By introducing two new superheroes to my young subjects, I was able to get some more direct evidence for the idea that the reason that momma works as an exclamation while mom does not is that momma has more powerful connotations. I asked the kids this time what they thought "supermom" and "supermomma" would be able to do. They uniformly saw supermom as the word is widely used, to mean a conventional mother who cooks, cleans, drives carpool, and generally raises a family while working outside the home. One girl even said that if supermom tried to fly, she would probably fall, because she's "old and tired." The most super power attributed to supermom was having "a minivan that seats twelve." According to the kids, supermomma shares supermom's abilities to cook, clean, and work hard. But her cooking is tastier and her cleaning more thorough than supermom's. She is also younger, tougher, more fun, and harder-working. Several subjects volunteered with admiration that "no one messes with supermomma," and some African American teens responded, "What can supermomma do? Pretty much anything!" Once again, the name for the more powerful superhero serves as the more successful general exclamation. Momma seems to have gained its power through the outsider status it has attained through its associations with minority and immigrant communities.
However, other sources of social power, such as religion, can also accord feminine words enough power to enable them to widen to exclamations. Thus, while Mother! cannot be used by itself as a general, non-referring exclamation, Mother of God! can be, because the religious reference, like momma's outsider status, confers the necessary power.
We can probably never explain exactly why dude has caught on as an exclamation so quickly. We can, however, see that it was well qualified for such grammatical widening because, first, it referred originally to individuals of the unmarked gender, so it was able to expand its range of reference easily and come to have non-specific gender. Then, second, it acquired the connotations of power required for successful exclamations. It did this through its associations with American subcultures that are at once marginalized and widely admired and imitated: African Americans, California beach boys and girls, and, now, the general population of middle-class teens. Other new exclamations should follow this pattern; look for the spread of Dawg! or Baby! in the future.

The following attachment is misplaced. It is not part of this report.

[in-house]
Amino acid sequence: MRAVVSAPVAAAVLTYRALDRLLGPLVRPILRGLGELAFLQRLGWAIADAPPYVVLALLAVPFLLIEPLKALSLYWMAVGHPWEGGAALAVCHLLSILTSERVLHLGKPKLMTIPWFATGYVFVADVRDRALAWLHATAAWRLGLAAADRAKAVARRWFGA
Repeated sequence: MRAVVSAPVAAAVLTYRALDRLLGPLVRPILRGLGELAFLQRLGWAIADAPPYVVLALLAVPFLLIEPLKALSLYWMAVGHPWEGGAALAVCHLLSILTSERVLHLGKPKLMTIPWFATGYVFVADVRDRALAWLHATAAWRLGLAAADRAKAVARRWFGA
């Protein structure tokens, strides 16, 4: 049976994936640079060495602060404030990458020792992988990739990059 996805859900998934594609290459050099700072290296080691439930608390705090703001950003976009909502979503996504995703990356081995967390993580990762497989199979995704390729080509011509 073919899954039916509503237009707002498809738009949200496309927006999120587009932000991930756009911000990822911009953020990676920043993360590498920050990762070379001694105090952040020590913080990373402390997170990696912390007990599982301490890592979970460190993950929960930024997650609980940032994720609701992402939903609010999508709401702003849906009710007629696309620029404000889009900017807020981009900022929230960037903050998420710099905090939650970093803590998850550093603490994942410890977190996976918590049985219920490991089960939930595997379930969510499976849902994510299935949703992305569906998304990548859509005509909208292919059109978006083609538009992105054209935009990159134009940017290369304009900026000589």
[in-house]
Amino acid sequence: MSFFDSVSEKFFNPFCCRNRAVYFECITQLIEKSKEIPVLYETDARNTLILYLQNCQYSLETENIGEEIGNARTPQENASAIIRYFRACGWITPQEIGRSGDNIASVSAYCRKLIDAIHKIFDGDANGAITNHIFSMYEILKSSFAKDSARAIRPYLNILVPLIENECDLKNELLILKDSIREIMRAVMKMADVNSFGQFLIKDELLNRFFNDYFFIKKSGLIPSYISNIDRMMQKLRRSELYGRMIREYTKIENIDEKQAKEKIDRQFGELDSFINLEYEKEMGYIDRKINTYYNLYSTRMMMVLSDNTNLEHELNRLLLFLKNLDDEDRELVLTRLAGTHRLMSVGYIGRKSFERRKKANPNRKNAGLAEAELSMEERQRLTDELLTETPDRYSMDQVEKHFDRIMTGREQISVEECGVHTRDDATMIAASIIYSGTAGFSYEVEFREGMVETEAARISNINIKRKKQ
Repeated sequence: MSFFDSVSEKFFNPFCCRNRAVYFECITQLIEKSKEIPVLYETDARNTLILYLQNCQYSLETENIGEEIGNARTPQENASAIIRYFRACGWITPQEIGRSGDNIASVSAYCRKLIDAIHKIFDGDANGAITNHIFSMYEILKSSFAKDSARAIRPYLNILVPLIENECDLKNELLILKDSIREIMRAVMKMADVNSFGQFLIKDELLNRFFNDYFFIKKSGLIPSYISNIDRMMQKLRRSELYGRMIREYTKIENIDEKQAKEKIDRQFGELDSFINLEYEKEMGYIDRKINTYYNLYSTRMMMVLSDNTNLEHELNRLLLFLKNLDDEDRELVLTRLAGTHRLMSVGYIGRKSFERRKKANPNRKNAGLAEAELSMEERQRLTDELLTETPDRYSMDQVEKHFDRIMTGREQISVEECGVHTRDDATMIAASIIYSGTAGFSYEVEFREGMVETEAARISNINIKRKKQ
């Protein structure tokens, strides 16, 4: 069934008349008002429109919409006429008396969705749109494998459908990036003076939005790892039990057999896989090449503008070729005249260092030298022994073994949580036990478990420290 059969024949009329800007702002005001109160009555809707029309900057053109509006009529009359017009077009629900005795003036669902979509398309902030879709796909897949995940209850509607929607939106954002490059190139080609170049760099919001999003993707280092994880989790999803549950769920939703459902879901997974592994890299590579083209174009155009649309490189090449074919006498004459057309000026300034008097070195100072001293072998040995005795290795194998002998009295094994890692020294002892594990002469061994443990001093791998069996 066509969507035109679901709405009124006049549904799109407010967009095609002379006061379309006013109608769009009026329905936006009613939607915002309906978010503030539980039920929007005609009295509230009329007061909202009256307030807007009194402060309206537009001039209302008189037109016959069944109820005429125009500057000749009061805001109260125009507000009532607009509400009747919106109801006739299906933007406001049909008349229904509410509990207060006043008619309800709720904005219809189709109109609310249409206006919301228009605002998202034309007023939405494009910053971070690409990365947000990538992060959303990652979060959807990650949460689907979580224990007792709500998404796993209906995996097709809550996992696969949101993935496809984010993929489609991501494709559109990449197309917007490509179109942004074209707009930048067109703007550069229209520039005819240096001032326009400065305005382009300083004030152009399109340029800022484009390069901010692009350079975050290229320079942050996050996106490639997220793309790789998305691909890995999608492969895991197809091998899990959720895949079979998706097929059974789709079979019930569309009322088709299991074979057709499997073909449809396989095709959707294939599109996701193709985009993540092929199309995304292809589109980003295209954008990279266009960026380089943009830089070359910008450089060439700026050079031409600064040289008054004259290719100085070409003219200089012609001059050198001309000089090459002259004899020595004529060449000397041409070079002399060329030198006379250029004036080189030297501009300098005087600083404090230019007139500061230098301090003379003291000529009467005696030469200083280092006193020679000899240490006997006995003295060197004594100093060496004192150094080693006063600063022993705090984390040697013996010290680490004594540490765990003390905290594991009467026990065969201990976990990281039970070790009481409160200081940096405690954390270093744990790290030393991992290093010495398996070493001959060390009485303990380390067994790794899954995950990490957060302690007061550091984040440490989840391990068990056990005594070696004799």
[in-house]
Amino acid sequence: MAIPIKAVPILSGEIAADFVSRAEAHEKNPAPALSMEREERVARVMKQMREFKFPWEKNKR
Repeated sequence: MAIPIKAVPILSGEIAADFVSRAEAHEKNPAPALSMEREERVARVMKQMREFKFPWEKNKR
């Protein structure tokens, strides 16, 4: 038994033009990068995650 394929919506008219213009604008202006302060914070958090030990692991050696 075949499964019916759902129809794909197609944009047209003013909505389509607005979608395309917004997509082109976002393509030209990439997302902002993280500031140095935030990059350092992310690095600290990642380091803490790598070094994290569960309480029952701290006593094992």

(1.) Kiesling, Scott F. 2004 "You've Come a Long Way, Dude: A History," American Speech 69.3: 321-327.
(2.) I had fourteen subjects, seven male, seven female, and three African American, three Asian American, and eight European American, mirroring the makeup of the community. The subjects' judgments about the uses and connotations of dude were remarkably uniform.
(3.) The OED Online describes the origins of dude as "a factitious slang term which came into vogue in New York about the beginning of 1883, in connexion with the 'aesthetic' craze of that day. Actual origin not recorded. 1. A name given in ridicule to a man affecting an exaggerated fastidiousness in dress, speech, and deportment, and very particular about what is aesthetically 'good form'; hence, extended to an exquisite, a dandy, 'a swell'. 2. A non-westerner or city-dweller who tours or stays in the west of the U.S., esp. one who spends his holidays on a ranch; a tenderfoot. 3.  More generally, any man who catches the attention in some way; a fellow or chap, a guy. Hence also approvingly, esp. (through Black English) applied to a member of one's own circle or group."
(4.) Though there was little reported variation by race in total use of dude within the community, African Americans reported favoring the referential use shown in (1) and (2) over the other uses in (3)-(5).
(5.) The asterisks mark examples that the subjects would not accept as sounding right or having the intended meaning.
[Muffy Siegel researches and teaches semantics in the English department at Temple University in Philadelphia. She receives valuable help in data collection from her two daughters and teaching, assistance from her ventriloquial bird dummy.]
|Printer friendly Cite/link Email Feedback|
|Date:||Dec 22, 2005|
|Previous Article:||On chatter.|
|Next Article:||The Caribbean dichotomy.|
|Hey, dude, did you just call me 'dude'?|
|My old skate videos reviewed.|
|Excuses for still not having a mini-ramp in my backyard.|
|How to not go pro.|
|If life gives you lemons, your only option isn't lemonade.|